People come and people go, but there are some icons that remain alive forever through their work. The magnitude of what they do or have done is something even they do not fully comprehend in a lifetime. Ejaz Art Gallery opened a group show, showcasing the work of such art masters.
With the technological world making magnificent advancements, it is almost necessary to look back at the masters who established the foundation of Pakistani aesthetics before the digital age. The artists featured at Ejaz Art Gallery can never be erased; what they created is timeless and has become a part of our lives. Even people who are not well-versed in art will know these names. Through this exhibit, Ejaz Art Gallery pays a commercial tribute to these twelve icons.
MF Husain’s juxtaposition of different worlds on a canvas, can encapsulate the viewer by its charm. His work is known for its witty themes that speak to Muslims, Hindus and British Colonists.
Abdur Rahman Chughtai was the overwhelming star of South Asian art at the British Empire exhibition at Wembley, England. His work depicts heroes and heroines, including Mughal kings and queens. He was one of the first artists from the subcontinent to have studied printmaking at the Royal College of Art in London, and later on acquired his own press, producing hundreds of highly refined etchings.
Allah Bux is known for his realistic, yet daringly experimental landscapes. His figurative style is readily identifiable and the artist worked with a variety of media.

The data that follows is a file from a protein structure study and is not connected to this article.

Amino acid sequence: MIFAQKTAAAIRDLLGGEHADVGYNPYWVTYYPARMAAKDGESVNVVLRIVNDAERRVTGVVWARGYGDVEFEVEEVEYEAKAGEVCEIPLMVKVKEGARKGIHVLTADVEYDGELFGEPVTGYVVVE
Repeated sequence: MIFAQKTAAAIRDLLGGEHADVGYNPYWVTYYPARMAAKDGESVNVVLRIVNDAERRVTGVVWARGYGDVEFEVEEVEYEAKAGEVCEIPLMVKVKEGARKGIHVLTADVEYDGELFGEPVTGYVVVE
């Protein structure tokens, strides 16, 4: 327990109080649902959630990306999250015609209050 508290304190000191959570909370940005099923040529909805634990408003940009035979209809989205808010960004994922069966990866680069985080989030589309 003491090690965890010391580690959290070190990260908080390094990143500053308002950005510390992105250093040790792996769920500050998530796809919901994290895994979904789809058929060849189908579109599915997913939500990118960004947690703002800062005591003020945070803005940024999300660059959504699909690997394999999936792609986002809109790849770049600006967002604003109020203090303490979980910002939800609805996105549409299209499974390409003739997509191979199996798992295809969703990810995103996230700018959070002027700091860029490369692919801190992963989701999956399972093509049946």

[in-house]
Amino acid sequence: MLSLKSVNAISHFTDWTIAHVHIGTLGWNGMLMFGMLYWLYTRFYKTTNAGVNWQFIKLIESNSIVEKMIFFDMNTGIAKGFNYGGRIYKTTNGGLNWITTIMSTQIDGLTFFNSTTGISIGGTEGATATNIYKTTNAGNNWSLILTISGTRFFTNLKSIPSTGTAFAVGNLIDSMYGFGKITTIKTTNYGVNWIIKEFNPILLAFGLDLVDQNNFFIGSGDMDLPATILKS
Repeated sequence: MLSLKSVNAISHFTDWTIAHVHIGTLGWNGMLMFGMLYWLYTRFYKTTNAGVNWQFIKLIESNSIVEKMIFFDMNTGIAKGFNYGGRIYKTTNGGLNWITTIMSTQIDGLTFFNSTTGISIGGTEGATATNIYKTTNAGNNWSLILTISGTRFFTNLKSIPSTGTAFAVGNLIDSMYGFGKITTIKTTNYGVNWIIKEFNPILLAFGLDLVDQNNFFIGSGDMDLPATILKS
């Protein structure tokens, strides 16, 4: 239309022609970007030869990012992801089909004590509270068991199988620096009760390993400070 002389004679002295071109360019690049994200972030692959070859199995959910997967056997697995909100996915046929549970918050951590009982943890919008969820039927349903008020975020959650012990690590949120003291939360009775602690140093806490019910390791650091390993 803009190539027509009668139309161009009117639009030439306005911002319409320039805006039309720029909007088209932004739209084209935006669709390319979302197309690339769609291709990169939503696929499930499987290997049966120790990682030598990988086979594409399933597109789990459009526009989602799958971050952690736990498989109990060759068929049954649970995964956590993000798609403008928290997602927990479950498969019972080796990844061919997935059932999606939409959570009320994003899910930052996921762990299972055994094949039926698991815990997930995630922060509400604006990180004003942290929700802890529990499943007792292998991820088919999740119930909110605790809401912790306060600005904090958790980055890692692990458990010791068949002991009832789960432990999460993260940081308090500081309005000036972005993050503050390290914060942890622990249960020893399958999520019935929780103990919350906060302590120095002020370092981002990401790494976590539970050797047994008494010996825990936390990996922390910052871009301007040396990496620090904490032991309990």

Sadequain is a name that is etched in the minds of Pakistanis everywhere. From calligraphy, to figurative, to murals, Sadequain is a legend, and one of the most sought after artists to emerge from Pakistan. It is a well-known fact that Sadequain gave away most of his art, and people either acquired it directly from him, or it was auctioned and sold later on after his death. This exhibit features a portrait and calligraphy.
Ahmed Parvez earned stardom in the Pakistan art community with his colorful and cheerful abstractions, done up in his iconic signature prominently displayed over the imagery. The piece on display at the exhibit is a variation on his dynamic bouquet motifs, and manifests the artist’s verve.
Colin David was best known for his nudes and portraits, and even though he suffered physical attacks from conservative elements in society, he never backed down. The pieces at Ejaz however, are abstract, non-figurative compositions.
AR Nagori painted social-political commentary. His flamboyant canvas, filled with colorful raw style, conveys his disdain for social evil and injustice. He comments on corruption by government officials, and the plight of women in rural areas of Pakistan.
Saeed Akhtar is the decorated portrait painter, famous for his sultry self-portraits and dramatically draped, provocative Sindhi and Baluchi women. His work sings a melody of beauty and his meticulous renditions of Jinnah are equally popular.
Jamil Naqsh is best known for his nudes and iconic pigeons. The exhibit at Ejaz pays tribute to his monochrome nudes and figurative pieces.
Zulqarnain Haider’s realistic landscapes are almost photographic. He captures the seasons and the flora and fauna of Punjab. His work offers a moment of peace, tranquility and respite from manic city life.
Ismail Gulgee is another name of eminent importance. His passion for art led him down a different career path. While he was obsessed with Muslim architecture and mosques, he devoted the latter half of his career to powerful calligraphic imagery, which eventually became iconic. Those who are generally not fans of calligraphy tend to get lost in Gulgee’s work.
Being in the presence of these masters, all under one roof, makes one realize how desperately Pakistan needs proper museums to house these works of art for the public to view, and educate themselves regarding the immense talent this country has produced. More than just iconic, these artists are inspirational for having followed their dreams and creating master pieces that are now auctioned off and collected internationally.
Published in The Express Tribune, February 16th, 2014.
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